On the ADU front, specifically, Phoenix would be catching up with the city of Mesa, where ADUs can be constructed by right on single-family zoned properties, and Tucson, which legalized “casitas” in 2021. The latter city imposed a litany of restrictions on ADUs, including capping the percentage of a lot an ADU can take up, as well as height requirements. Fortunately, city officials have taken an interest in reconsidering such restrictions, as well as costly fees imposed on ADUs.
The story of Colorado mirrors Arizona, with cities uniting against a push from Gov. Jared Polis to liberalize zoning restrictions as a means of getting the state’s housing costs under control.
By one estimate, housing costs in Colorado have more than doubled over the past decade and supply is failing to meet demand. The Denver metro area, for example, is short 70,000 housing units needed to meet demand.
Like Arizona, Colorado also bans localities from imposing rent-control ordinances, and a recent legislative effort to lift that ban was quickly defeated in the committee process this year, so that’s not a problem.
What is a problem is the restrictive land-use policies of Colorado’s cities. “We have to break down government barriers, expand private property rights and reduce regulations to actually construct more housing to provide housing options at a lower cost so that all Coloradans can thrive,” said Polis in his State of the State address in January.
To put this into action, Polis put forward Senate Bill 213 to permit the construction of ADUs and duplexes “by right” in areas of the state currently zoned for single-family housing only, among other provisions. And while Polis’ proposal found some support, the Colorado Municipal League fought the bill, arguing that local control and zoning is needed to “ensure a high quality of life and sound economic environment for our current and future residents, workers and business owners.”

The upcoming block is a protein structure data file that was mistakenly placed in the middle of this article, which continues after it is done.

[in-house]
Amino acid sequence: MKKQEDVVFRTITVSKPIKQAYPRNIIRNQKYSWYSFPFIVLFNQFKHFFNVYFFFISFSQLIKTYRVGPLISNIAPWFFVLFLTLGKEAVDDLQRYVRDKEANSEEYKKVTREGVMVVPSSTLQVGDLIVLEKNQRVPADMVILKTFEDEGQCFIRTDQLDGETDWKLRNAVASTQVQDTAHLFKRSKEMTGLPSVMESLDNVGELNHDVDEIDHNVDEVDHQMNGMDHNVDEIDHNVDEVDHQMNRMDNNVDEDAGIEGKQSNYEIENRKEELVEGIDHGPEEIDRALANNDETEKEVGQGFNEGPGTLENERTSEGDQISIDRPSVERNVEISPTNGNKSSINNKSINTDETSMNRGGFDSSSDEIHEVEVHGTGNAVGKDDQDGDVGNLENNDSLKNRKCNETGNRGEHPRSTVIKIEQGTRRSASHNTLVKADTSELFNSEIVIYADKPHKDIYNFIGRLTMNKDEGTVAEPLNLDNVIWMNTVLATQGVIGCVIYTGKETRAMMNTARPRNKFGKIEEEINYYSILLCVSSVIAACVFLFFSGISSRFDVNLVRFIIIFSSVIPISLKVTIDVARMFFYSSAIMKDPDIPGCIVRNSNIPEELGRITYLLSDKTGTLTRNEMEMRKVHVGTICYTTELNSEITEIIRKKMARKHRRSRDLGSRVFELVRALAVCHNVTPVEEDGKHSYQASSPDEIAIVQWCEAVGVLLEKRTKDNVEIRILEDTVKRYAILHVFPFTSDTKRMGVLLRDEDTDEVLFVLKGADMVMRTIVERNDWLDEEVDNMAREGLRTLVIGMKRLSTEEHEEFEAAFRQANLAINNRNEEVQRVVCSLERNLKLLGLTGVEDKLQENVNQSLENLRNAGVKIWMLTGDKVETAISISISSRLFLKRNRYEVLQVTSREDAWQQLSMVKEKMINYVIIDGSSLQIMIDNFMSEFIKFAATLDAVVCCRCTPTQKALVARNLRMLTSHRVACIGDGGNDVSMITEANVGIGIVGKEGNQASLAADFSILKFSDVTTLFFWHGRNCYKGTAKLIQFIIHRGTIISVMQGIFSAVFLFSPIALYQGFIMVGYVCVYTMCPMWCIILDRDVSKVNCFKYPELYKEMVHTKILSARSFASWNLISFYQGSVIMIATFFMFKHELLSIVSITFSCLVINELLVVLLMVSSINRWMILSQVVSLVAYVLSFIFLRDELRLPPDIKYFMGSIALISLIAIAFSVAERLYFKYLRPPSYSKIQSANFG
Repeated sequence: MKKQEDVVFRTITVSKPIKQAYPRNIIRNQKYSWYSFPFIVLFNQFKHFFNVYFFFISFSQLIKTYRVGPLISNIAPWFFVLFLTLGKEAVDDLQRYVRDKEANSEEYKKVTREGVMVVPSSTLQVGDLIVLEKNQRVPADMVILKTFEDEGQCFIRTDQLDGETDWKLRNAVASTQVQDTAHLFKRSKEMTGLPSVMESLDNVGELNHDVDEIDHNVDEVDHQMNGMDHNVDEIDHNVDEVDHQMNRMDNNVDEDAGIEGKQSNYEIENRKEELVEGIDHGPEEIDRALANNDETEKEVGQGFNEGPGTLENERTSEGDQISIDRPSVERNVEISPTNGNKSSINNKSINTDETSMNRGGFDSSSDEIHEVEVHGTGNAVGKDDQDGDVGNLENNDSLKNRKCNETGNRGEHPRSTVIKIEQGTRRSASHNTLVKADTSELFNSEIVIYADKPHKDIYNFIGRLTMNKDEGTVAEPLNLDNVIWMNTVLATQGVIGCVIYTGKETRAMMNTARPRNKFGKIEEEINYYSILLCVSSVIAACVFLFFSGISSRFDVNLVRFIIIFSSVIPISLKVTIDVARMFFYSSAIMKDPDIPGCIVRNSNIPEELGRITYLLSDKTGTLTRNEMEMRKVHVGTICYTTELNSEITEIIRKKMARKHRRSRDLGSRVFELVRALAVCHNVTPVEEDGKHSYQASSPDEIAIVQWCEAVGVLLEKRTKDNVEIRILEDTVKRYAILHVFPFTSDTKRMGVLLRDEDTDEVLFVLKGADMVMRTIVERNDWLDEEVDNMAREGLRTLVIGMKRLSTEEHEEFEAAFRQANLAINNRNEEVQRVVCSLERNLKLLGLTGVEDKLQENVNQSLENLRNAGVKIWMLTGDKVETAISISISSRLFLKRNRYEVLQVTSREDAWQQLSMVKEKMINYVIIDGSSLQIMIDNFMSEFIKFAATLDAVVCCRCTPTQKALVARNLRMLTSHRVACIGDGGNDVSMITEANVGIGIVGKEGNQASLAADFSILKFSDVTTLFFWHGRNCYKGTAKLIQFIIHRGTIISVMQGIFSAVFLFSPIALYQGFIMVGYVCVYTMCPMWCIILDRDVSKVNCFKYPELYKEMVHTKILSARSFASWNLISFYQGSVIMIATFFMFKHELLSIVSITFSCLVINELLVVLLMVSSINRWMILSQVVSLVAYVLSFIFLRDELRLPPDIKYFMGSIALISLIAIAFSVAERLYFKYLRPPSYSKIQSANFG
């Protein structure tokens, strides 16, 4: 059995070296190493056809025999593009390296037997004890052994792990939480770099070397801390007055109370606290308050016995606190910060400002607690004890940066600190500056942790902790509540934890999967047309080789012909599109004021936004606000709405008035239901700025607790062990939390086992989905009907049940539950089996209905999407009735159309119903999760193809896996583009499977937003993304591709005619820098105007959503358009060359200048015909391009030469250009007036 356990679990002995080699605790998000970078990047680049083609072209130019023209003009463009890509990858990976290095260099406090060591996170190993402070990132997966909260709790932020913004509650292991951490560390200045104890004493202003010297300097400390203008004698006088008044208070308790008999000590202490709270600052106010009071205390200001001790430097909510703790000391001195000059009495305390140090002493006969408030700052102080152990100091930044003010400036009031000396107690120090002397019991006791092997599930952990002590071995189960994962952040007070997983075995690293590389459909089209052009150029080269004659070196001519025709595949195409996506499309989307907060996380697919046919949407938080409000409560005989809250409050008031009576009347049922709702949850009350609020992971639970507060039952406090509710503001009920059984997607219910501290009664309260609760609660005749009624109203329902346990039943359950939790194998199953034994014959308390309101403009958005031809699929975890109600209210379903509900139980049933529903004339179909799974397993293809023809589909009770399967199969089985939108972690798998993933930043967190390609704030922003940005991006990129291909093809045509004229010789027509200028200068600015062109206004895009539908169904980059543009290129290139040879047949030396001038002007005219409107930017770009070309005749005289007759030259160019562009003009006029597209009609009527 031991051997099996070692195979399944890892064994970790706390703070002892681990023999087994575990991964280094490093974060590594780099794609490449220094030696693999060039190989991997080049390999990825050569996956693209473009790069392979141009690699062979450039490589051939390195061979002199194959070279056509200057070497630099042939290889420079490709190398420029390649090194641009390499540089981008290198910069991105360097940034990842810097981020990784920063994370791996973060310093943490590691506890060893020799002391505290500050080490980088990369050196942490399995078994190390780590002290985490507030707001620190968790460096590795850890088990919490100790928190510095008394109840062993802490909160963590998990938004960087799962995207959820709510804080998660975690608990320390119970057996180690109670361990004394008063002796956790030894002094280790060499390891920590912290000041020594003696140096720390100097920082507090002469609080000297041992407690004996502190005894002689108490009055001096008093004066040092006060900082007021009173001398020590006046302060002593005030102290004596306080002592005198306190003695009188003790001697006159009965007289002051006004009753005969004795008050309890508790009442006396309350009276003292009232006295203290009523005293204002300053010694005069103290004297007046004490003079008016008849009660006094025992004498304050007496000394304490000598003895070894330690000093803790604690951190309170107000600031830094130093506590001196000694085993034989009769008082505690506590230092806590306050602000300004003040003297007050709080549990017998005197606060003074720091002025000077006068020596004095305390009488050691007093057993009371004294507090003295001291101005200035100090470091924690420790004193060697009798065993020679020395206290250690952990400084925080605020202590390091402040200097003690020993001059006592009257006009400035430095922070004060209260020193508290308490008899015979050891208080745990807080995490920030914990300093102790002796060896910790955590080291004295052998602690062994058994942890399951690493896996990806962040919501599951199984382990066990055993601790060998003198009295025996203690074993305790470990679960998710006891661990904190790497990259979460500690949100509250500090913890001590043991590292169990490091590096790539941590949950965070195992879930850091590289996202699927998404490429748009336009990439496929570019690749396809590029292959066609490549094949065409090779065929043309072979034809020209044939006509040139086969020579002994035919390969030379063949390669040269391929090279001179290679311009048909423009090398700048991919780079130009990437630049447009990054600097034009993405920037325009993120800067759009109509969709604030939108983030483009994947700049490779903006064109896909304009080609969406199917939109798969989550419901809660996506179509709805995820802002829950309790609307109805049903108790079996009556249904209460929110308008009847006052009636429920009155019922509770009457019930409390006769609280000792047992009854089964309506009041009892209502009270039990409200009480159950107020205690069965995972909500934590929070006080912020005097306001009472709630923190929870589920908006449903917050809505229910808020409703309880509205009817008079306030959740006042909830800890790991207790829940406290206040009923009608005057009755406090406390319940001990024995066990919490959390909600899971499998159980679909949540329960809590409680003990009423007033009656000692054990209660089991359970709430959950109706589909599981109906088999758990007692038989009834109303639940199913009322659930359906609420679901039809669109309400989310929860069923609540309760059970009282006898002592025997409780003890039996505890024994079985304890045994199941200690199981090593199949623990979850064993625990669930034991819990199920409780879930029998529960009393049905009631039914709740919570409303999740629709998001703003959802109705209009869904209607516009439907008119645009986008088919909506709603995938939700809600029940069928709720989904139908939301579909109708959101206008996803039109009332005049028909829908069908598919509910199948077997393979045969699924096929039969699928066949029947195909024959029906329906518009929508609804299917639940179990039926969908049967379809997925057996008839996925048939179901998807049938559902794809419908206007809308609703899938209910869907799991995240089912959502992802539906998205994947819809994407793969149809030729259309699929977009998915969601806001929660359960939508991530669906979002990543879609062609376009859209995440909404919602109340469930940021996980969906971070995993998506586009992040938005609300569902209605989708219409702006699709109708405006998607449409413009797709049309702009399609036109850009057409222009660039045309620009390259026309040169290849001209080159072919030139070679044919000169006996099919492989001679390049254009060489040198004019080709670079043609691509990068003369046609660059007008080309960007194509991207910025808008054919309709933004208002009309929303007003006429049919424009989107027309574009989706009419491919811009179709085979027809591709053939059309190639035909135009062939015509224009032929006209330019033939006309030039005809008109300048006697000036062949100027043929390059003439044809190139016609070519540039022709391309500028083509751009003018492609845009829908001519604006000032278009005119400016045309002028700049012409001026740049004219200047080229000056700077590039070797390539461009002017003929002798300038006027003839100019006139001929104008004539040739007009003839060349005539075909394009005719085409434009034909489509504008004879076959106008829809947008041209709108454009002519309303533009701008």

Such arguments ignore the economic harm of high housing costs, particularly on lower-income families and individuals. Half of Colorado’s renters, for example, are cost-burdened and upwards of 40% of renters say they’re considering leaving the state due to high housing costs. This belies the argument from the Colorado Municipal League that zoning helps “ensure a high quality life and sound economic environment” for Coloradans.
Ultimately, Senate Bill 213 failed to advance, with the Colorado Senate declining to move the bill by a May deadline.
At the city level, progress remains slow.
One relatively bright spot is Denver, for example, which loosened its restrictions on ADU construction.
In June, the City Council approved some updates to Denver’s ADU rules. Specifically, the council removed minimum lot size requirements, made it easier for garages to be converted to ADUs and now allows some construction (subject to setback requirements and height limits) in suburban areas.
Notably, however, the council decided to leave a major impediment to ADU construction in place. Property owners in Denver interested in constructing an ADU must live on the property they want to build the ADU on. “We’ve heard pretty clearly that a lot of neighborhoods aren’t quite ready to remove that owner occupancy requirement that’s in place,” city planner Josh Palmeri told the Denver Post.
In other words, the ability of Denver property owners to build needed housing will remain unnecessarily constrained because city officials fear NIMBY (Not In My Back Yard) backlash.
Part two will examine the housing landscape and policies in New Mexico and Utah, followed by the review’s conclusion.
Sal Rodriguez is opinion editor for the Southern California News Group and a senior fellow with the Pacific Research Institute. He is the author of “Dynamism or Decay? Getting City Hall Out of the Way,” published by the Pacific Research Institute.